On December 20, 2005, Defendant denied Plaintiff's application for relocation benefits, finding that he did not obtain head-of-household status. A.R. 60. Plaintiff appealed Defendant's decision on January 10, 2006. A.R. 71. At a September 2011 hearing, the Hearing Officer heard testimony from Plaintiff, Reed Christensen, Albert Whitehair, Plaintiff's brother, and Daisy Whitehair, Plaintiff's wife. A.R. 131-218. The only issue was whether Plaintiff had attained head-of-household status. A.R. 131. The Hearing Officer issued a decision in December 2011 affirming the denial of benefits (A.R. 303), which became Defendant's final decision in January 2012 (A.R. 308).

         II. Legal Standard.

         A reviewing court may reverse an ONHIR decision under the Administrative Procedure Act (“APA”) if it is arbitrary, capricious, an abuse of discretion, contrary to law, or unsupported by substantial evidence. 5 U.S.C. § 706(2)(A), (E); see Bedoni, 878 F.2d at 1122. A decision is arbitrary and capricious if the agency “‘has relied on factors which Congress has not intended it to consider, entirely failed to consider an important aspect of the problem, offered an explanation for its decision that runs counter to the evidence before the agency, or is so implausible that it could not be ascribed to a difference in view or the product of agency expertise.'” O'Keeffe's, Inc. v. U.S. Consumer Prod. Safety Comm'n, 92 F.3d 940, 942 (9th Cir. 1996) (quoting Motor Vehicle Mfrs. Ass'n v. State Farm Mut. Auto. Ins. Co., 463 U.S. 29, 43 (1983)). Substantial evidence is “more than a mere scintilla but less than a preponderance; it means such relevant evidence as a reasonable mind might accept as adequate to support a conclusion.” Chu v. Commodity Futures Trading Comm'n, 823 F.3d 1245, 1250 (9th Cir. 2016) (internal quotation marks and citation omitted). The standard is deferential. The Court “may not substitute its judgment for that of the agency.” River Runners for Wilderness v. Martin, 593 F.3d 1064, 1070 (9th Cir. 2010) (internal quotation marks and citation omitted).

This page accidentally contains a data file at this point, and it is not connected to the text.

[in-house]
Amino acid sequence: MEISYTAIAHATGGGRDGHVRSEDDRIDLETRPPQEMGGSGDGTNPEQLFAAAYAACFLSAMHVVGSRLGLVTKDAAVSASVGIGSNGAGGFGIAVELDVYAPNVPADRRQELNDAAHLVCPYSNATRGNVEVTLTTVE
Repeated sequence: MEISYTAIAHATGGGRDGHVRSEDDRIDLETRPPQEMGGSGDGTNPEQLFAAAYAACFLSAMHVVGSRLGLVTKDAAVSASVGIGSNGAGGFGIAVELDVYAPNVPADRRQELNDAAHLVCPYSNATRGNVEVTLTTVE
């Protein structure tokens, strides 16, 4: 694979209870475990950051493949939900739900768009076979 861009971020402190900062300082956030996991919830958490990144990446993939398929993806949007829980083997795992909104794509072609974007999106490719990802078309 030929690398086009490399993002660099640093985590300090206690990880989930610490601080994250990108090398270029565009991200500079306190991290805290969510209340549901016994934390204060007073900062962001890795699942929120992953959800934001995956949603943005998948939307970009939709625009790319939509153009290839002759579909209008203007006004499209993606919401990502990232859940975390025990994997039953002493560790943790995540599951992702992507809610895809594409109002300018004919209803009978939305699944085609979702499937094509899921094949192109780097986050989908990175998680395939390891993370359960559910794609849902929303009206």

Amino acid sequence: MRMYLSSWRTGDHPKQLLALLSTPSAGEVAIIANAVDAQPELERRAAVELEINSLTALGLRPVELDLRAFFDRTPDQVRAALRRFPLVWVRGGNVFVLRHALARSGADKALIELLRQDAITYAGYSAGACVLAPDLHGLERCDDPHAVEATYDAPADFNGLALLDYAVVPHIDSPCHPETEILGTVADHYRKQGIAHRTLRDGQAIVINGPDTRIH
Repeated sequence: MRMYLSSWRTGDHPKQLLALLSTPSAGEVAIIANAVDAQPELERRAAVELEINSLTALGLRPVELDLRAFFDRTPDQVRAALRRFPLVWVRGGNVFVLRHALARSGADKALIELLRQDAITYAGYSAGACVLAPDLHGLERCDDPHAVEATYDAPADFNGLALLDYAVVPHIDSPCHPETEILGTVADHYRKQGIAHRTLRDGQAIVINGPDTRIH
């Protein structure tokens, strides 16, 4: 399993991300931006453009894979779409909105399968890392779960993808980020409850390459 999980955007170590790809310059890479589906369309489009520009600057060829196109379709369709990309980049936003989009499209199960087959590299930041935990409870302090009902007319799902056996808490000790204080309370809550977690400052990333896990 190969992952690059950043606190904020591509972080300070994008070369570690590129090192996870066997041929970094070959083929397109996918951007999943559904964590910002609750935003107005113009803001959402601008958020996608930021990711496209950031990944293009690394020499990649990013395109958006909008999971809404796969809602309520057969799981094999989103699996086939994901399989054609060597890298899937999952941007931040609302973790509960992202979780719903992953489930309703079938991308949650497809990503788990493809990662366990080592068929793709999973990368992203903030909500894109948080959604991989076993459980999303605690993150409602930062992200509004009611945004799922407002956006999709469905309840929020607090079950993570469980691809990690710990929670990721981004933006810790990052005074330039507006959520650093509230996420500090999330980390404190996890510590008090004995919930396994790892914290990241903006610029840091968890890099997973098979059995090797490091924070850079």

“[S]ummary judgment is an appropriate mechanism for deciding the legal question of whether [ONHIR] could reasonably have found the facts as it did.” Laughter v. ONHIR, No. CV-16-08196-PCT-DLR, 2017 WL 2806841, at *2 (D. Ariz. June 29, 2017) (internal quotation marks and citation omitted). “[T]he focal point for judicial review [under the APA] should be the administrative record already in existence, not some new record made initially in the reviewing court.” Camp v. Pitts, 411 U.S. 138, 142 (1973). Summary judgment is proper if the evidence, viewed in the light most favorable to the nonmoving party, shows “that there is no genuine dispute as to any material fact and the movant is entitled to judgment as a matter of law.” Fed.R.Civ.P. 56(a).

         III. Summary Judgment.

         Plaintiff argues for summary judgment in his favor because (1) the Hearing Officer's adverse credibility findings are unsupported; (2) substantial evidence does not support the Hearing Officer's finding that Plaintiff did not attain head-of-household status by July 7, 1986; and (3) the denial of benefits was unsupported by substantial evidence, arbitrary, capricious, and contrary to law. Doc. 15 at 2-3.

         A. ...